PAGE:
Melbourne curfew to be lifted as restrictions ease
Melbourne's controversial curfew will be lifted from 5am tomorrow as part of the city's second step from coronavirus restrictions after Victoria recorded 16 new cases of coronavirus and two deaths.
Premier Daniel Andrews announced the slight easing of restrictions after the resignation of Health Minister Jenny Mikakos on Saturday.
Under the changes, 127,000 people will go back to work in various industries and those caught engaging in unlawful gatherings will be hit with a new fine of almost $5000.
Outdoor gatherings of five people from two households will be allowed.
Students will also return to school back at school ahead of schedule on October 12, with all primary school pupils, special school students and VCE, VCAL students return to on-site learning.
Childcare will reopen, with the permit system scrapped.
Weddings with a limit of five people, including the couple and two witnesses, are now allowed in outdoor spaces.
Outdoor pools will open, and personal training can resume with a maximum of two people and their trainer.
Chief Health Officer Brett Sutton warned Victorians "this whole strategy could fall apart" if people did not follow the new restrictions.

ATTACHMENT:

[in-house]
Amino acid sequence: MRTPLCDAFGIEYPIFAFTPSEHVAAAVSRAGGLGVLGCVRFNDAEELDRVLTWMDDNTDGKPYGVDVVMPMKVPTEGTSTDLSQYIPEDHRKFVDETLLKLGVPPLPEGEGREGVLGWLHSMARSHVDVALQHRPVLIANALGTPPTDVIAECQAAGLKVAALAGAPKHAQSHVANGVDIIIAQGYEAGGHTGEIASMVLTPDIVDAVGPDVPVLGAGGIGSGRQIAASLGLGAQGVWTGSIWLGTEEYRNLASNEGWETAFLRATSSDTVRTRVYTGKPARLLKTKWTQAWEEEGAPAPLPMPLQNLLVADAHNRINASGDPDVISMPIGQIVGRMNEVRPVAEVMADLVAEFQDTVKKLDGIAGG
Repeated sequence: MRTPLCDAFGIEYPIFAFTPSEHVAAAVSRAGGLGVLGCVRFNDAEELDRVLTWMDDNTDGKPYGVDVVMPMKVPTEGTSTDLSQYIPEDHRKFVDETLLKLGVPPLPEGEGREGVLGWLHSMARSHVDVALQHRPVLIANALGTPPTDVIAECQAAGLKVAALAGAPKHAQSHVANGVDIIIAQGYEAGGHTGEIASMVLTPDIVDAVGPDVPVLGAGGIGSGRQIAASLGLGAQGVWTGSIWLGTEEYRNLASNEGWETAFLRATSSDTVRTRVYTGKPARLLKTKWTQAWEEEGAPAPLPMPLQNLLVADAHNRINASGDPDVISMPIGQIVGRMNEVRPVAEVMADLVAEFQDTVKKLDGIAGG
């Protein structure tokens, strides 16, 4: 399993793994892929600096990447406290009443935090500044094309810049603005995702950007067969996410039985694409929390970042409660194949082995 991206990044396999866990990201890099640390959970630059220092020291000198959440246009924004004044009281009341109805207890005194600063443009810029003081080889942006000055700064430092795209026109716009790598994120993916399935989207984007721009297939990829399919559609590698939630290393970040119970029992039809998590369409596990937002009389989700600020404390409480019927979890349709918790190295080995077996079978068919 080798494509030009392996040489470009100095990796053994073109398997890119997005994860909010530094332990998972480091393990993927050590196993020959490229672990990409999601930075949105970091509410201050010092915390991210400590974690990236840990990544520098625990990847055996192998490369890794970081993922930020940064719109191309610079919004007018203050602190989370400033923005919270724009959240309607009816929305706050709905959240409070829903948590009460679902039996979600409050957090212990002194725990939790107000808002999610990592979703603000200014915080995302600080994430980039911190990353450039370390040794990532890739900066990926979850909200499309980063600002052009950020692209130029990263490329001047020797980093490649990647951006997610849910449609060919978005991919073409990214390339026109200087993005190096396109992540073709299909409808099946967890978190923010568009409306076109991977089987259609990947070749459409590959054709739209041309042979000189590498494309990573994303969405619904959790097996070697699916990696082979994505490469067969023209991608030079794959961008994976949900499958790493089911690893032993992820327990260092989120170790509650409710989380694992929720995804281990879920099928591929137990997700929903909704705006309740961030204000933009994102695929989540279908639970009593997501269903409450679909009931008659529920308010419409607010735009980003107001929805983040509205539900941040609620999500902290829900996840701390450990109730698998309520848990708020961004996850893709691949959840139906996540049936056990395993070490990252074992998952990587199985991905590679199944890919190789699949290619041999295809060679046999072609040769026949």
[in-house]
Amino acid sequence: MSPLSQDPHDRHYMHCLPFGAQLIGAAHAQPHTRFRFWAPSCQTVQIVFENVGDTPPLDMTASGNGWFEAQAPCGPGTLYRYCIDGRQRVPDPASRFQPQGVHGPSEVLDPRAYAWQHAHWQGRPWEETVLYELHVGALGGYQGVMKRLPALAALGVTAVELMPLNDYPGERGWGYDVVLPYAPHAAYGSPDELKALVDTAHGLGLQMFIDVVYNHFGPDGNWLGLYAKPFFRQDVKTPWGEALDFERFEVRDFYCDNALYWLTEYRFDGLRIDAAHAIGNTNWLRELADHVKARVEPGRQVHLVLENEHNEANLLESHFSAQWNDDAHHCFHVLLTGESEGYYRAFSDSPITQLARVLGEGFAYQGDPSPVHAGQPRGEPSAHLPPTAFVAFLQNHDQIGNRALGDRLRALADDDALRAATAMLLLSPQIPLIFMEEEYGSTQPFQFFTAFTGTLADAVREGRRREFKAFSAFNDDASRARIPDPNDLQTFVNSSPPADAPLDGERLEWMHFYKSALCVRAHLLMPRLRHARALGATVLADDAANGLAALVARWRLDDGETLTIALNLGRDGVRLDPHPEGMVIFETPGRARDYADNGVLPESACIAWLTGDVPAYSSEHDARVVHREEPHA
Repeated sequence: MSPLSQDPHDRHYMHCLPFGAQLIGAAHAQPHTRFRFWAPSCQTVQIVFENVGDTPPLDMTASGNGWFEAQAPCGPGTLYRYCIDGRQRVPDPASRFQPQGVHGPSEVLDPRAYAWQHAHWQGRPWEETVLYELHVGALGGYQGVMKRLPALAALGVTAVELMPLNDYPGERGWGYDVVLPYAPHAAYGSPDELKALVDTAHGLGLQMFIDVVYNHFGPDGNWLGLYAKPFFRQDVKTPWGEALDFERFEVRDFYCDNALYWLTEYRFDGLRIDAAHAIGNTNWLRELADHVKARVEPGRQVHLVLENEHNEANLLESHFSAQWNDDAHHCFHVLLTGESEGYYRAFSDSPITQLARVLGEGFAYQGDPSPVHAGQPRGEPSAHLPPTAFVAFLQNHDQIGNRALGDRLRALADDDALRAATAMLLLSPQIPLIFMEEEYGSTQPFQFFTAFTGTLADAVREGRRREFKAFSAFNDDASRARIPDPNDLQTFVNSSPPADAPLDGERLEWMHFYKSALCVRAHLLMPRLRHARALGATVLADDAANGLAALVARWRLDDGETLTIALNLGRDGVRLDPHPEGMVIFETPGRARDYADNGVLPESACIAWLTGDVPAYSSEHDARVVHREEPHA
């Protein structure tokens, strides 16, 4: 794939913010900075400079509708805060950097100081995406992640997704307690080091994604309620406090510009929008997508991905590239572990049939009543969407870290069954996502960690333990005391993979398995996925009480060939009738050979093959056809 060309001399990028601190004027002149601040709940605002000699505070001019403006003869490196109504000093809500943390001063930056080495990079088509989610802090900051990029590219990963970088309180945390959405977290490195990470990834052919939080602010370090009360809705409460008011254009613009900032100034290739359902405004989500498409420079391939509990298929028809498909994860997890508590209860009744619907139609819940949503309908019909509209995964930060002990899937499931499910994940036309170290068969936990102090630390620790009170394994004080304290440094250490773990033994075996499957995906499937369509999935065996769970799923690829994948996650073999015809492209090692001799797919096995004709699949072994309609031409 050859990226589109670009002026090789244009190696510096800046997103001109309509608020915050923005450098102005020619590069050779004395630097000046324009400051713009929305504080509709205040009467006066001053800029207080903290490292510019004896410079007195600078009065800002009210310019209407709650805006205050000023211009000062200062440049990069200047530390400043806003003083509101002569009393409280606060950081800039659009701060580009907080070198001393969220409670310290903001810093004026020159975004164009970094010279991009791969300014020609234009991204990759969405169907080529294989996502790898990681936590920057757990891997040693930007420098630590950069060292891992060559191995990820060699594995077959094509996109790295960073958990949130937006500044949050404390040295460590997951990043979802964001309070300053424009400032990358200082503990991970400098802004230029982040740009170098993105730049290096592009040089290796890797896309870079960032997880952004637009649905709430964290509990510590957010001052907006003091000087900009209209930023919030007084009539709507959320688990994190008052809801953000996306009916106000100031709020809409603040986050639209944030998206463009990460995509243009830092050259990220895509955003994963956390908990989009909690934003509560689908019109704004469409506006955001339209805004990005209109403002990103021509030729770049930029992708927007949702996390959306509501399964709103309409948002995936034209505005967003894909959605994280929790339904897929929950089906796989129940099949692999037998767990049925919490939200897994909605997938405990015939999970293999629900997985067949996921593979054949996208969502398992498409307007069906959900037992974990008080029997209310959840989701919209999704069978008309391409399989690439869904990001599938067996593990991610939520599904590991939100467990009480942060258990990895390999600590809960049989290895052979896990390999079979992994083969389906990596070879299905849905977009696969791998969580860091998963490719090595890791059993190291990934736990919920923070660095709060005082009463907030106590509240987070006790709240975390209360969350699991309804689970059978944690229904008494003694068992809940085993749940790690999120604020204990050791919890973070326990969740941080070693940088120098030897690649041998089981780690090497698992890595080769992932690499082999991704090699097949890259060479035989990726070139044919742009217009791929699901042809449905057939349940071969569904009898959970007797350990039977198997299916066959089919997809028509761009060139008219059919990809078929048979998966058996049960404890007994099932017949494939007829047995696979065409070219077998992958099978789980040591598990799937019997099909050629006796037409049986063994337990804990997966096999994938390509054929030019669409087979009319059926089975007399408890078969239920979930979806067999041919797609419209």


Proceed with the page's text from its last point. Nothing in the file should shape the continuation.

"Private unlawful indoor gatherings, where people are often close together, talking, laughing and ... not wearing masks - that cannot happen at this stage," he said.
Mr Andrews said the move to the third and last steps from lockdown will no longer be defined by dates in the calendar, with the next step now brought a week forward to October 19.
Care facilities and hospital patients can now have one visitor for up to two hours a day. For patients aged younger than 18, parents or carers can visit with no time limit.
Melburnians will have to wait at least three weeks until they can see loved ones outside the five-kilometre zone, with the Premier confirming the radius limit still applies under the new rules.
Melbourne's 14-day rolling average of 22.1 cases is well below the benchmark set by the government to move to stage two of easing restrictions.
There have been no new cases recorded in regional Victoria.
Mr Andrews has warned there will be more COVID-19 cases in 2021, but assured Victorians that an increase in cases won't mean that restrictions are instantly brought back in.
Mr Andrews said the aim of the state's suppression strategy was to get case numbers as low as possible and then to deal with spikes in cases as they arise.
"When the inevitable cases come forward in December or February next year, we won't necessarily, that doesn't trigger the instant re imposition of some of the restrictions we're talking about here," he said.
"There is a tolerance there and that's why we have to be ready and the numbers have to be low in the first instance."
CHINESE GIVEN EXPERIMENTAL VACCINES
Hundreds of thousands of Chinese have been given experimental, emergency-use COVID-19 vaccines by the government since July, despite concerns over their safety and efficacy.
China was initially criticised for giving the vaccine to their top executives and leading researchers before human test trials.